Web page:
Hypotension is low blood pressure. This occurs when your systolic pressure is consistently below 90 or is 25 points below your normal reading. Contact your doctor if you have low readings. Hypotension can be a sign of shock, which is life threatening. Call your doctor right away if you are dizzy or lightheaded.

How To Take Blood Pressure At Home

A home blood-pressure monitor enables you to take readings on your own. Devices range from arm cuffs to wrist cuffs and even watches though Elaine Chin, MD, says the former is best.

“The cuff that goes on the forearm is more standardized than a wrist version,” Chin said. “It’s all automatic. They’re one-button-push devices and are very easy.”

Chin recommends that when you’re taking your blood pressure at home, take readings at two points each day: morning and evening. Your doctor may recommend taking multiple readings per session, with a short break in between, to ensure accuracy. If you keep getting an unusual reading, you should follow up with your doctor.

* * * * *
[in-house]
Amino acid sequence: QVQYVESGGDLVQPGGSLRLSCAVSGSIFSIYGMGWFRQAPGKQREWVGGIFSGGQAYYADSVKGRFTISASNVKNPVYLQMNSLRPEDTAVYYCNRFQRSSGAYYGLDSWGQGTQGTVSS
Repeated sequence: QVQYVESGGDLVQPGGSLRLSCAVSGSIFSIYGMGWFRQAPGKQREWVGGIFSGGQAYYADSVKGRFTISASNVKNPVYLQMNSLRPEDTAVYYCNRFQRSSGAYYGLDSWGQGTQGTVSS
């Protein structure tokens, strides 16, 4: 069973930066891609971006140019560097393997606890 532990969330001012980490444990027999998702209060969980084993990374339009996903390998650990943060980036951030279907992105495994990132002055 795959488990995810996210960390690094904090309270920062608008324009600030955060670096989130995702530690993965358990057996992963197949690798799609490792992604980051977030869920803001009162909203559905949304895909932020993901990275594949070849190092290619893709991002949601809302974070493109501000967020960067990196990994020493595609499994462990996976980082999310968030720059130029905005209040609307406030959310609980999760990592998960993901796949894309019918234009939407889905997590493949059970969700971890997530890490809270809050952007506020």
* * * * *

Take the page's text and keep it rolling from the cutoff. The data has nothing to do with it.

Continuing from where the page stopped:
Blood pressure is notoriously higher in the morning, and research has found that morning blood-pressure readings can be a better indicator of stroke risk than evening readings. In fact, a 2016 report in the Journal of the American College of Cardiology observed that morning blood-pressure readings taken at home were stronger predictors of stroke and coronary artery disease risk than in-office readings taken by a doctor.

“Make sure blood pressure is taken upon awakening, as soon as you roll out of bed, and make sure you’re sitting,” Chin said. “Keep doing the blood-pressure monitoring around the same time each day.”